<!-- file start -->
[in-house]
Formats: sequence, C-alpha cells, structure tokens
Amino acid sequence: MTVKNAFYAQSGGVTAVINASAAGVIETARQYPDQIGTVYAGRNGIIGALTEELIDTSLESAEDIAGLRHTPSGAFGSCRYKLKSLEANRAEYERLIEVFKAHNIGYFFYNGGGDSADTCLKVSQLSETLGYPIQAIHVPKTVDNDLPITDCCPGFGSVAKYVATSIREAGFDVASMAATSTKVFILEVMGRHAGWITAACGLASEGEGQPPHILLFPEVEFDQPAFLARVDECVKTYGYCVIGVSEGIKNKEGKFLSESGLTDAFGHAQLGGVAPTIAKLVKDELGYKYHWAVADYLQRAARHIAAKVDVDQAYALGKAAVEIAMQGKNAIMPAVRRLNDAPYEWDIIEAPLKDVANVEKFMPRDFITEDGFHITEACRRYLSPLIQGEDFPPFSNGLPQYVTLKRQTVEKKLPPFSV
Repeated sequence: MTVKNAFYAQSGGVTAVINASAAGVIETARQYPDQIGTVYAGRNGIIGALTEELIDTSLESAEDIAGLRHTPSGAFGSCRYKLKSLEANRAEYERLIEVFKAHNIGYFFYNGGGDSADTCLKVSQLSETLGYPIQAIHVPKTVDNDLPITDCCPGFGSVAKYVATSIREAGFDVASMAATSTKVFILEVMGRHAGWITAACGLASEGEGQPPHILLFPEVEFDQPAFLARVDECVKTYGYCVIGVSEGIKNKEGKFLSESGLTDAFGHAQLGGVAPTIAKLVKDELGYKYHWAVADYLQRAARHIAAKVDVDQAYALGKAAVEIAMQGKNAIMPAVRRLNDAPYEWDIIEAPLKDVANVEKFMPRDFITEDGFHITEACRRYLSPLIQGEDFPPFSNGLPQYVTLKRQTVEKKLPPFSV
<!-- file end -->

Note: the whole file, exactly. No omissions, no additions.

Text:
[in-house]
Formats: sequence, C-alpha cells, structure tokens
Amino acid sequence: MTVKNAFYAQSGGVTAVINASAAGVIETARQYPDQIGTVYAGRNGIIGALTEELIDTSLESAEDIAGLRHTPSGAFGSCRYKLKSLEANRAEYERLIEVFKAHNIGYFFYNGGGDSADTCLKVSQLSETLGYPIQAIHVPKTVDNDLPITDCCPGFGSVAKYVATSIREAGFDVASMAATSTKVFILEVMGRHAGWITAACGLASEGEGQPPHILLFPEVEFDQPAFLARVDECVKTYGYCVIGVSEGIKNKEGKFLSESGLTDAFGHAQLGGVAPTIAKLVKDELGYKYHWAVADYLQRAARHIAAKVDVDQAYALGKAAVEIAMQGKNAIMPAVRRLNDAPYEWDIIEAPLKDVANVEKFMPRDFITEDGFHITEACRRYLSPLIQGEDFPPFSNGLPQYVTLKRQTVEKKLPPFSV
Repeated sequence: MTVKNAFYAQSGGVTAVINASAAGVIETARQYPDQIGTVYAGRNGIIGALTEELIDTSLESAEDIAGLRHTPSGAFGSCRYKLKSLEANRAEYERLIEVFKAHNIGYFFYNGGGDSADTCLKVSQLSETLGYPIQAIHVPKTVDNDLPITDCCPGFGSVAKYVATSIREAGFDVASMAATSTKVFILEVMGRHAGWITAACGLASEGEGQPPHILLFPEVEFDQPAFLARVDECVKTYGYCVIGVSEGIKNKEGKFLSESGLTDAFGHAQLGGVAPTIAKLVKDELGYKYHWAVADYLQRAARHIAAKVDVDQAYALGKAAVEIAMQGKNAIMPAVRRLNDAPYEWDIIEAPLKDVANVEKFMPRDFITEDGFHITEACRRYLSPLIQGEDFPPFSNGLPQYVTLKRQTVEKKLPPFSV